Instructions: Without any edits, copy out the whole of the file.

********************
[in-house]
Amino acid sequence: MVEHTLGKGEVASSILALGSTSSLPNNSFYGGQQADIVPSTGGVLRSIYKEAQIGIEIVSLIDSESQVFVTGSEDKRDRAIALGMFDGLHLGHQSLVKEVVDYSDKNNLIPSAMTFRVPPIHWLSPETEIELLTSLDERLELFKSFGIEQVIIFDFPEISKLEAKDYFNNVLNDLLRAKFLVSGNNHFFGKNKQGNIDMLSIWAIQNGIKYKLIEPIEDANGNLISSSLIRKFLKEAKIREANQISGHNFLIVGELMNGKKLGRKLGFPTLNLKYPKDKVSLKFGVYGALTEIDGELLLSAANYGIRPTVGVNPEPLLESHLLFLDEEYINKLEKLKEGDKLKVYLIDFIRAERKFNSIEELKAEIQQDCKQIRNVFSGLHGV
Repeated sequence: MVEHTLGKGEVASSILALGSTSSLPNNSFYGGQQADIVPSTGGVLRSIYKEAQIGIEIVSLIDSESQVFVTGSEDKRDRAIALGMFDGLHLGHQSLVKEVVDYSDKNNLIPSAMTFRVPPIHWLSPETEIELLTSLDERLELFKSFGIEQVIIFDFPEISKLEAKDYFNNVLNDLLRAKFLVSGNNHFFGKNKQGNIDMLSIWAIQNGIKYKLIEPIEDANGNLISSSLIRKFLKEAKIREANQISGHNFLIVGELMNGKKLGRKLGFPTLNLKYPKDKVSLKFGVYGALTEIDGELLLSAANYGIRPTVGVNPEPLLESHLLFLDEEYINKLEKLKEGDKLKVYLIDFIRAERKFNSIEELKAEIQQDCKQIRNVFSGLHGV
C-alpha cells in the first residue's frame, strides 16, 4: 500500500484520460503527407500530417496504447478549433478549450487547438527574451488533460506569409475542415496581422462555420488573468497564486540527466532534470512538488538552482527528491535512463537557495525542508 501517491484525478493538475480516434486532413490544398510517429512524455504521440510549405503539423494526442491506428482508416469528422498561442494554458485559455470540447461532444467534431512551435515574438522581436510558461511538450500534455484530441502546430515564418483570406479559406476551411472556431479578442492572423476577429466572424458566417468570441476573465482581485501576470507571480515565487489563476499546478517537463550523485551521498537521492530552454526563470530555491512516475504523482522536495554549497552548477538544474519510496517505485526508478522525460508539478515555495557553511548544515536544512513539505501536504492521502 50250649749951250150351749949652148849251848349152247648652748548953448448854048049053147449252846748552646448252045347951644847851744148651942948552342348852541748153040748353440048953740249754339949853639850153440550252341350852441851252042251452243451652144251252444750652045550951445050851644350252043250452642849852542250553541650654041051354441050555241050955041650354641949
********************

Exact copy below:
[in-house]
Amino acid sequence: MVEHTLGKGEVASSILALGSTSSLPNNSFYGGQQADIVPSTGGVLRSIYKEAQIGIEIVSLIDSESQVFVTGSEDKRDRAIALGMFDGLHLGHQSLVKEVVDYSDKNNLIPSAMTFRVPPIHWLSPETEIELLTSLDERLELFKSFGIEQVIIFDFPEISKLEAKDYFNNVLNDLLRAKFLVSGNNHFFGKNKQGNIDMLSIWAIQNGIKYKLIEPIEDANGNLISSSLIRKFLKEAKIREANQISGHNFLIVGELMNGKKLGRKLGFPTLNLKYPKDKVSLKFGVYGALTEIDGELLLSAANYGIRPTVGVNPEPLLESHLLFLDEEYINKLEKLKEGDKLKVYLIDFIRAERKFNSIEELKAEIQQDCKQIRNVFSGLHGV
Repeated sequence: MVEHTLGKGEVASSILALGSTSSLPNNSFYGGQQADIVPSTGGVLRSIYKEAQIGIEIVSLIDSESQVFVTGSEDKRDRAIALGMFDGLHLGHQSLVKEVVDYSDKNNLIPSAMTFRVPPIHWLSPETEIELLTSLDERLELFKSFGIEQVIIFDFPEISKLEAKDYFNNVLNDLLRAKFLVSGNNHFFGKNKQGNIDMLSIWAIQNGIKYKLIEPIEDANGNLISSSLIRKFLKEAKIREANQISGHNFLIVGELMNGKKLGRKLGFPTLNLKYPKDKVSLKFGVYGALTEIDGELLLSAANYGIRPTVGVNPEPLLESHLLFLDEEYINKLEKLKEGDKLKVYLIDFIRAERKFNSIEELKAEIQQDCKQIRNVFSGLHGV
C-alpha cells in the first residue's frame, strides 16, 4: 500500500484520460503527407500530417496504447478549433478549450487547438527574451488533460506569409475542415496581422462555420488573468497564486540527466532534470512538488538552482527528491535512463537557495525542508 501517491484525478493538475480516434486532413490544398510517429512524455504521440510549405503539423494526442491506428482508416469528422498561442494554458485559455470540447461532444467534431512551435515574438522581436510558461511538450500534455484530441502546430515564418483570406479559406476551411472556431479578442492572423476577429466572424458566417468570441476573465482581485501576470507571480515565487489563476499546478517537463550523485551521498537521492530552454526563470530555491512516475504523482522536495554549497552548477538544474519510496517505485526508478522525460508539478515555495557553511548544515536544512513539505501536504492521502 50250649749951250150351749949652148849251848349152247648652748548953448448854048049053147449252846748552646448252045347951644847851744148651942948552342348852541748153040748353440048953740249754339949853639850153440550252341350852441851252042251452243451652144251252444750652045550951445050851644350252043250452642849852542250553541650654041051354441050555241050955041650354641949